Book Review: Our Moon Has Blood Clots: The Exodus of the Kashmiri Pandits, by Rahul Pandita

our_moon_has_blood_clots_rahul_pandita

About the author:
Rahul Pandita is the author of the bestselling book “Hello Bastar: The Untold Story of India’s Maoist Movement”, and co-author of the critically acclaimed book, “The Absent State”. He has reported extensively from war zones including Iraq and Sri Lanka, and Kashmir and Bastar in India. In 2010, he received the International Red Cross Award for conflict reporting.

My thoughts on the book:
It’s difficult to recollect painful memories. But that’s exactly what Rahul Pandita, the author, does through his book, “Our Moon Has Blood Clots”. Just into his teens, at 14, Rahul and his family, who are Kashmiri Pandits, were forced to leave their home in Srinagar because they were the minority within the Muslim-majority state. Being forced to abandon the place they are from, to find themselves without a proper home or foraging for food, or even see others fighting for food isn’t easy or enjoyable. Such events leave a mark on any heart, and it stays longer when the heart is young.

The book however is not just a sob story or a narration of just hardships. Rahul mixes his memories and blends it in the narration. The effect touches our hearts, and we lose ourselves in the reading. Many of us would have scars, but not of such an incident in childhood. So what we read brings us some notion of understanding, and we feel sad that at one time, our country did experience such, and perhaps it is still experiencing it now as well.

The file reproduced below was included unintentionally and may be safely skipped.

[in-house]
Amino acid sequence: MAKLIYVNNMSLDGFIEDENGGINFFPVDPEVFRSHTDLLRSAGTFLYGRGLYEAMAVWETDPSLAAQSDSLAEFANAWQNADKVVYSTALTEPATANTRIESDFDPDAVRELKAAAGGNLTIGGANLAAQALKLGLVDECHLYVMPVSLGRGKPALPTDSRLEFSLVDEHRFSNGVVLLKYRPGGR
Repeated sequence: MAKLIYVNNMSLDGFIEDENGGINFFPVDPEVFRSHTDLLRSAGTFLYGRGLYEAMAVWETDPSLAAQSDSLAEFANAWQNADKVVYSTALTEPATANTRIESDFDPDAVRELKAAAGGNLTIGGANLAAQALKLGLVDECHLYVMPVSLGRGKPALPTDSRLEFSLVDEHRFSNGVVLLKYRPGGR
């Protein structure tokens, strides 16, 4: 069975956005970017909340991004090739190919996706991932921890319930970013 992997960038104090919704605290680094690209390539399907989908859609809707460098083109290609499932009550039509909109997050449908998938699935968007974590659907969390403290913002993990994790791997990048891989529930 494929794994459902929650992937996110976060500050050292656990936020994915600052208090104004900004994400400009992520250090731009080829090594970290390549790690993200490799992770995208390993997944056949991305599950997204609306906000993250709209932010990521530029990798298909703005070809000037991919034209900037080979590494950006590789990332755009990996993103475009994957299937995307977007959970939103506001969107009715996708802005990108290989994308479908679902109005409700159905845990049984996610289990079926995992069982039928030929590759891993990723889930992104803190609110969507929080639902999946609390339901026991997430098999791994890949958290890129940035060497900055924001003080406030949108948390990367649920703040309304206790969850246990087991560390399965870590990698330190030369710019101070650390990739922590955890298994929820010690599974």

I’ll quote a line that to me tells of his understanding of home, his “shahar”: “Shahar was also about friendships, bonding, compassion and what elders called the lihaaz, which, in simple terms, means consideration.” That line means much more when you see its placement, which is right after a paragraph that says there was an irreversible bitterness in those days between Kashmir and India that felt evident by the time children learned the alphabet, and that the minority Pandits felt the wrath of that bitterness. The lines after that quote showed the importance of that lihaaz as he remembers how they bonded, as they went to neighbors’ homes during Eid and wished them and their neighbors did the same during Shivratri, still trying to maintain religious considerations.

For me, this was a difficult read, firstly because I’ve only recently taken to reading non-fiction and I still imagine certain parts of the narration, so it becomes vivid in my head; and secondly because it is recollections of reality that occurred. It’s not a book that can be read over and over again I feel, but it leaves a mark on us with its first read. To me, this has been the best non-fiction of the year so far.


A rating of 8/10
A rating of 8/10

Book details:
Title: Our Moon Has Blood Clots: The Exodus of the Kashmiri Pandits
Author: Rahul Pandita
Genre: Non-fiction
ISBN: 9788184000870
Publishers: Random House India
Price: INR. 499

 
 


This book was given to me for review by Random House India. This is not a paid review.
The opinions expressed in the review are my own, and remain unbiased and uninfluenced.


Shared with the First Reads challenge at b00k r3vi3ws and Indian Quills at Tales Pensieve.


(March 18th, 2013)

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4 thoughts on “Book Review: Our Moon Has Blood Clots: The Exodus of the Kashmiri Pandits, by Rahul Pandita

  1. Happened to read a discussion on this book sometime back in the newspaper . Was intrigued then, but kept back from reading it because of some reason. I am selective when it comes to non fiction, may be thats why . Your review is an impetus 🙂

  2. This is the first review I have read that comes from a non-kp leo…..and I am so happy to read yours.

    For every line I have read in this book I could feel the similar stories that I have been told. The book is a reality for so many of us out there.

    Great review.

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